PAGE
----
Specters Shun Rendell Over Horrendous PR-Spending Orgy
As Halloween approaches, news from Pennsylvania is that its governor, Edward J. Rendell, is being stalked by an angry ghost! More frightening is that the angry specter is none other than William Penn, the founder of the Quaker State.
Word around the Harrisburg statehouse is that Rendell sleeps with one eye open, out of fear that Penn is going to creep into his bedroom and... force him to surrender his $12.5 million PR budget! To Rendell, nothing could be more terrifying than being forced to govern without the 132-person public-relations staff he uses to bolster his image and keep the media at bay.
You see, Penn was an early member of the Religious Society of Friends, a sect known for its adherence to the Testimony of Simplicity. The Friends deplored "personal pride" because it "leads people to a fond value of their persons, especially if they have any pretence to shape or beauty. What aggravates the evil is that the pride of one might comfortably supply the needs of ten."
An irate Penn haunts Rendell’s dreams nightly, conjuring terrible images of the police officers that could have been deployed, the students that could have been educated, the emergency rooms that could have been funded, all the real needs that could have been met with $12.5 million of taxpayer money. Rendell’s bodyguards have become accustomed to hearing a low moan rumbling from his official quarters at midnight: FOOOOORRRRR SHAAAAMMMME, followed by a blood-curdling scream reputed to be that of Rendell.
In a Pittsburgh Tribune-Review story yesterday, various flacks from former administrations whistled past the graveyard, declaring that Rendell’s bloated budget, up a chilling 34 percent since he took office in 2003, was appropriate. Tony May, one time head of the press office for governors Shapp and Casey, and now on the dole as a state PR contractor, defended Pennsylvania’s PR horde saying, "They spend most of their time doing things that appear on page 5 to 27 of the newspaper."
Yesterday, a maid working in the governor's mansion, a Mrs. Helen Vinovich, reported seeing "a green presence smelling vaguely of oatmeal" open the paper to page 27. And there was a story based on a state press release commemorating the 124th birthday of con man Charles Ponzi, father of the so-called Ponzi Scheme, quote, "to remind consumers of the dangers of suspicious investment opportunities." Then, according to Vinovich, the ghost levitated a knife, and carved the word, “BUSYWORK” into the governor's bedroom wall before flying out the window.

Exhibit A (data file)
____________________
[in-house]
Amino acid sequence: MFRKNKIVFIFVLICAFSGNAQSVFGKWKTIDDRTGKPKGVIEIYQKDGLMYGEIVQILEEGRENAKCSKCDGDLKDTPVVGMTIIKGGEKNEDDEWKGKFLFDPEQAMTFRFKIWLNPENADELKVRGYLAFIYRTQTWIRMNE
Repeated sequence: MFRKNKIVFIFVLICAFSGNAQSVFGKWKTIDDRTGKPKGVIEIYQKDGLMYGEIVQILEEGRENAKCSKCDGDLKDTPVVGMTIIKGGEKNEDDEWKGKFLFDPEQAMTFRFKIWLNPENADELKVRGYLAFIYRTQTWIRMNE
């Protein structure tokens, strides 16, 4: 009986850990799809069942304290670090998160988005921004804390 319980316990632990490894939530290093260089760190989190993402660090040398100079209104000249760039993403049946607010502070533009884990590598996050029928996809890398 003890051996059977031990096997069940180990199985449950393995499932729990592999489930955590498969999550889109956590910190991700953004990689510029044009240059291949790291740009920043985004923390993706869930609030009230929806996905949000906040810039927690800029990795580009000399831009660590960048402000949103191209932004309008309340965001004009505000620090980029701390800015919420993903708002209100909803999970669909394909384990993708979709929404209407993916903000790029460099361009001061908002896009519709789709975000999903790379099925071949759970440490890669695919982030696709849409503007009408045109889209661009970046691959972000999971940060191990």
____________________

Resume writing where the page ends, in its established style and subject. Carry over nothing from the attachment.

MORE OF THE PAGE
Despite having enough time to craft and distribute the Ponzi release, the governor’s communications director Ron Jury refused to talk to the Tribune-Review’s reporters. In an e-mail, Rendell’s press secretary Kate Phillips told the reporters that news media requests "are time consuming and require extensive research." It was not completely clear if this statement was meant to be a defense of her budget, or an alibi for stiffing reporters.
This story has a most hideous ending that will forever put it into the annals of Halloween folklore. One might have expected Penn and his fellow phantoms to be brainstorming gruesome scenarios to avenge the plunder of the state’s treasury; but no. Quakers are non-violent. The fate of Rendell is far far worse. It is expected that the Quakers will engage in their traditional of "shunning." And as PR practitioners are being shunned with increasing regularity everywhere, it is evident that Penn and his followers have been quite busy and successful in their dreadful revenge.